McCain must separate himself from Bush, says strategist

Differences include control of federal spending and climate change, argues adviser Charlie Black

A key challenge for John McCain's presidential campaign will be to make sure that voters do not see the Arizona senator's candidacy as a continuation of the Bush presidency, given Mr. Bush's low approval numbers.

"How do you 'separate' McCain from Bush?" asked Charlie Black, senior adviser to the McCain campaign, at a Friday lunch with reporters sponsored by the Monitor. He then ticked off several issues where the two men disagree, including control of federal spending and Iraq war strategy.

"A lot of people know John McCain, know his background and his history and his record," said Mr. Black, a major force in Republican politics since 1976, when he worked on Ronald Reagan's bid to wrest the nomination from Gerald Ford. "Those who do [know McCain], understand he is not a protégé of President Bush.... There are some differences on issues, on significant issues, too, that help drive the point home."

For example: "The Iraq War was a significant difference and we are now winning in Iraq because the president did, to his credit, adopt Senator McCain's strategy of a counterinsurgency strategy," said Black, in his faint southern accent rooted in his Wilmington, N.C., childhood. "Spending – the out-of-control federal spending which the president candidly has not made a priority to control – Senator McCain has always had it as a priority,"

The campaign will also "be talking about climate change quite a bit," said Black. "That is a big difference between President Bush and Senator McCain."

Another McCain challenge could be his age (71).

"I don't see the age thing as a huge issue," Black said. "In McCain's case, his energy, passion, the schedule he keeps, all those things that are known to a lot of you will be apparent to the American people by the fall. Later in May, we are going to release his medical records, let you have some fun with that. What you are going to find is that he is in good health. Where he is now in his life expectancy is substantial, substantially beyond where he is."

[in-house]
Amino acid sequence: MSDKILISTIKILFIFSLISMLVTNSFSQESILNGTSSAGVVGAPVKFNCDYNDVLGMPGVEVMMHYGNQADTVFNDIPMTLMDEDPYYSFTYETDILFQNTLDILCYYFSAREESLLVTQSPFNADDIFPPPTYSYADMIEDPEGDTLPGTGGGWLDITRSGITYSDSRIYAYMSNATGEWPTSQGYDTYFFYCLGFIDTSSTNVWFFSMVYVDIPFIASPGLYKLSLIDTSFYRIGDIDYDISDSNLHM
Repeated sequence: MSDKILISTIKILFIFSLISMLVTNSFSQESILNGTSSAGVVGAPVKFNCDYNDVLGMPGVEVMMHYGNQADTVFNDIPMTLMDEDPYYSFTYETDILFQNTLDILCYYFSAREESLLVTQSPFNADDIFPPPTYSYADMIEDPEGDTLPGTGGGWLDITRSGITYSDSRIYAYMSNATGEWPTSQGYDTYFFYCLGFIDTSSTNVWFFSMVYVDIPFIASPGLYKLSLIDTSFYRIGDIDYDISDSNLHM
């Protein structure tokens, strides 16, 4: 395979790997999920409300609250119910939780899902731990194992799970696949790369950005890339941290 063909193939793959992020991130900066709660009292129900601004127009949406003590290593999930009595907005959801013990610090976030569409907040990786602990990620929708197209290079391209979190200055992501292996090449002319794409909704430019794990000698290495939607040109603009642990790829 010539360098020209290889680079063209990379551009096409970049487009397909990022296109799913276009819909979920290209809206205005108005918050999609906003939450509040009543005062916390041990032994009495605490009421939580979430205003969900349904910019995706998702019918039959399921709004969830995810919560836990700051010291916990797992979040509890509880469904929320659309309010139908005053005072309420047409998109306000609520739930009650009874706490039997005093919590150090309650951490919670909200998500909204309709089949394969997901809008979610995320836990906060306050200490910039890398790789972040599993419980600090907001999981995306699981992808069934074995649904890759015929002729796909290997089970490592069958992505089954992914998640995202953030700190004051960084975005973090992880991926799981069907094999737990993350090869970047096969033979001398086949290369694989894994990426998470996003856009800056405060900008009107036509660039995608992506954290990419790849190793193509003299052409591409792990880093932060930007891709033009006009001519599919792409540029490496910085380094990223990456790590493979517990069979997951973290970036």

Still, his selection of a vice president will be watched especially closely. Black said McCain "is thinking about names. He is not talking to any of us about names yet. As he said this week in answer to a question, we are in the embryonic stage of the process."

Would McCain name someone to head the vice presidential selection process, the way Richard Cheney did for George Bush? "I think he is the chairman of the selection committee. He will talk to a great variety of people, as he does on all issues and matters of importance. But at least he hasn't talked about appointing a committee that would be, that would work on this publicly," Black said.

When asked about the Democratic presidential race, Black returned to one of his favorite lines. "Never count the Clintons out until they are out." But he added he would be "surprised, not shocked" if Senator Clinton won the nomination.

Perhaps the most animated moment in his visit came after the lunch had formally ended and Black was asked whether Barack Obama's friendship with William Ayers, who had been a member of the Weather Underground, was fair game. From 1969 to 1975 the Weather Underground group engaged in violent acts including planting bombs at the US Capitol and the Pentagon.

"I do not know the extent of Senator Obama's relationship with Ayers. We know he helped him get started in politics in Chicago. But is it a deep enough relationship that it matters? We are not sure, but we think it is a very fair question," Black said.

"There is a big difference between that guy [Ayers] and Reverend Wright," Black said. "If [Ayers] was involved in his political organization and was one of his movers and shakers for a period of years and Obama obviously knew about the guy's history, then that creates a question about his judgment. Again, an unrepentant terrorist is what this guy is."

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